Event recap: Setting the Scene for 2018

An increasingly contested Asia, big data, “techno-authoritarianism” and declining liberalism  are these issues of significance that New Zealand journalists need to know about when covering Asia? Or are they just “intellectual broccoli”?

On February 9, the Asia Media Centre held “Setting the Scene for 2018”, bringing together more than 40 journalists, academics and others at the Asia New Zealand Foundation's Wellington office to discuss the New Zealand media’s coverage of Asia.

The event was designed to help journalists gain valuable context that would support their reporting of Asia issues in 2018 – and to highlight experts who could talk about developments in the region. The academics in the room were able to learn more about the process of news selection and the constraints faced by journalists in their coverage of Asia.

Throughout the day, the role of China in determining regional dynamics was highlighted – including the evolving controversy around Chinese Communist Party influence in New Zealand.

Fran O’Sullivan (NZME) described the rise of China as the story of her age. That story wasn’t just about China and the United States – it was also increasingly about “our own backyard” – the Pacific.

The Asia New Zealand Foundation’s Pip McLachlan pointed to China’s advances in electronic payment methods – and the implications for big data – as a development that had potential to have major impact on ordinary lives but that wasn’t getting discussed much. Manjeet Pardesi (Victoria University of Wellington) linked “techno authoritarianism” to the regional decline of liberalism.

Reuben Steff (University of Waikato) warned that advancing technology would pose particular challenges in non-liberal countries as increased automaton caused job losses.

Sharyn Graham Davies (Auckland University of Technology) said many people thought of terrorism as the biggest threat in Indonesia but social justice issues – particularly declining liberalism around LGBT issues – presented challenges for the country.

Another issue was what McLachlan described as a more contested Asia. Regional tensions could present challenges to New Zealand’s multilateral approach to the region – China’s Belt and Road was a significant example of a bilaterally-focused vision for regional development.

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Asia New Zealand Foundation's Pip McLachlan (right) leads a panel discussion with Fran O'Sullivan, Alex Tan and Manjeet Pardesi on contemporary media coverage of Asia.

Other signs of increasing contest in the region included the re-emergence of the “Indo-Pacific” and the “Quad.” In part, panellists linked the rise of those concepts to the growing regional assertiveness of Japan under Prime Minister Shinzo Abe. Japan’s leadership was likewise instrumental to the survival of the CPTPP.

Mediawatch’s Colin Peacock led a discussion about crises and emerging issues in the region. Graeme Acton, foreign news editor for RNZ, shared insights into how New Zealand newsrooms covered crisis issues. He pointed out that while many of the issues being discussed were important ones, they could be described as “intellectual broccoli”, making it difficult for media to gain audience interest.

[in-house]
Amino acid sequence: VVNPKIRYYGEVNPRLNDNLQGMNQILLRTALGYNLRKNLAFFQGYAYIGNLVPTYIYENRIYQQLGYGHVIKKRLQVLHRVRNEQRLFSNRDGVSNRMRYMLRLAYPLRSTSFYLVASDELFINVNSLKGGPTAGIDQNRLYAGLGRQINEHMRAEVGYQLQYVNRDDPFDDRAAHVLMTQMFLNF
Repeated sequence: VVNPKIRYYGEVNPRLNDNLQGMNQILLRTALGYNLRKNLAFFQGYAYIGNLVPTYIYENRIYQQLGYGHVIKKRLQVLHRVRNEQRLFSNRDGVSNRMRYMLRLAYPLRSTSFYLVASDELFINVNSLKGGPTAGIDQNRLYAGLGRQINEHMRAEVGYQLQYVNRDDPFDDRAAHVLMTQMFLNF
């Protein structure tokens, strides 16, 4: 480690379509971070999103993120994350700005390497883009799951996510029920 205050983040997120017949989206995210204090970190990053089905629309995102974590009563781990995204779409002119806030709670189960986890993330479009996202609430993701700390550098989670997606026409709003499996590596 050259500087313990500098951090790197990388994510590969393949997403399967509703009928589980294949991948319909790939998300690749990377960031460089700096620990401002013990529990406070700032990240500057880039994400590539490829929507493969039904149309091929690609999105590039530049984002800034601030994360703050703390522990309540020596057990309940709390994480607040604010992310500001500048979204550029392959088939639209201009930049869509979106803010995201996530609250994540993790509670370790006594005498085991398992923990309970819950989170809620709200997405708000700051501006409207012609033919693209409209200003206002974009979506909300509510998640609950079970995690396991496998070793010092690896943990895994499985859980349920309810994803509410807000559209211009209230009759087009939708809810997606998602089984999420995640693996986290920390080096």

The day identified a list of fairly daunting list of challenges faced by New Zealand media in their coverage of Asia.  Journalists need New Zealand commentators to be agile in responding to interview requests – but the University of Canterbury’s Professor Alex Tan spoke of a critical shortage of New Zealand academics in relation to certain Asian countries and subjects. This is a challenge the Asia Media Centre has already encountered – for instance, in searching for people to talk about the deteriorating state of democracy in Cambodia, or on social issues in Vietnam.

Other panellists pointed out New Zealand’s relative lack of think-tanks, and patchy engagement between government, academics and journalists. These barriers made it harder for journalists to access up-to-date context – and they often turned to third country sources (e.g. US State Department and Australian Department of Foreign Affairs and Trade) for briefing documents.   

 But the panellists also identified ways to gain a better understanding of the region – including consuming domestic news sources in Asia.  Several people spoke of the importance of building relationships – for instance, between journalists in New Zealand and in Asia, and between experts and journalists within New Zealand.

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Indian Weekender Editor Sandeep Singh chatting to fellow journalists at Setting the Scene for 2018.

 The last panel of the day focused on opportunities for mainstream media to collaborate more with “ethnic minority media” in their reporting of Asia. While large media organisations have entered some partnerships with ethnic media, the potential goes beyond coverage of breaking news events to commentary and analysis of issues ­– as Indian Weekender editor Sandeep Singh has pointed out. Eric Chuah, of migrant social research enterprise Cultural Connections, spoke of the value of social media in enabling mainstream media to access a greater diversity of perspectives.

For the Asia Media Centre, the event proved a useful starting point for identifying topics to focus on in 2018, and ways we might better support New Zealand journalists in their coverage of Asia. We were pleased to see participants go home with new contacts and story ideas – and will plan future events based on themes identified by participant feedback.

– Asia Media Centre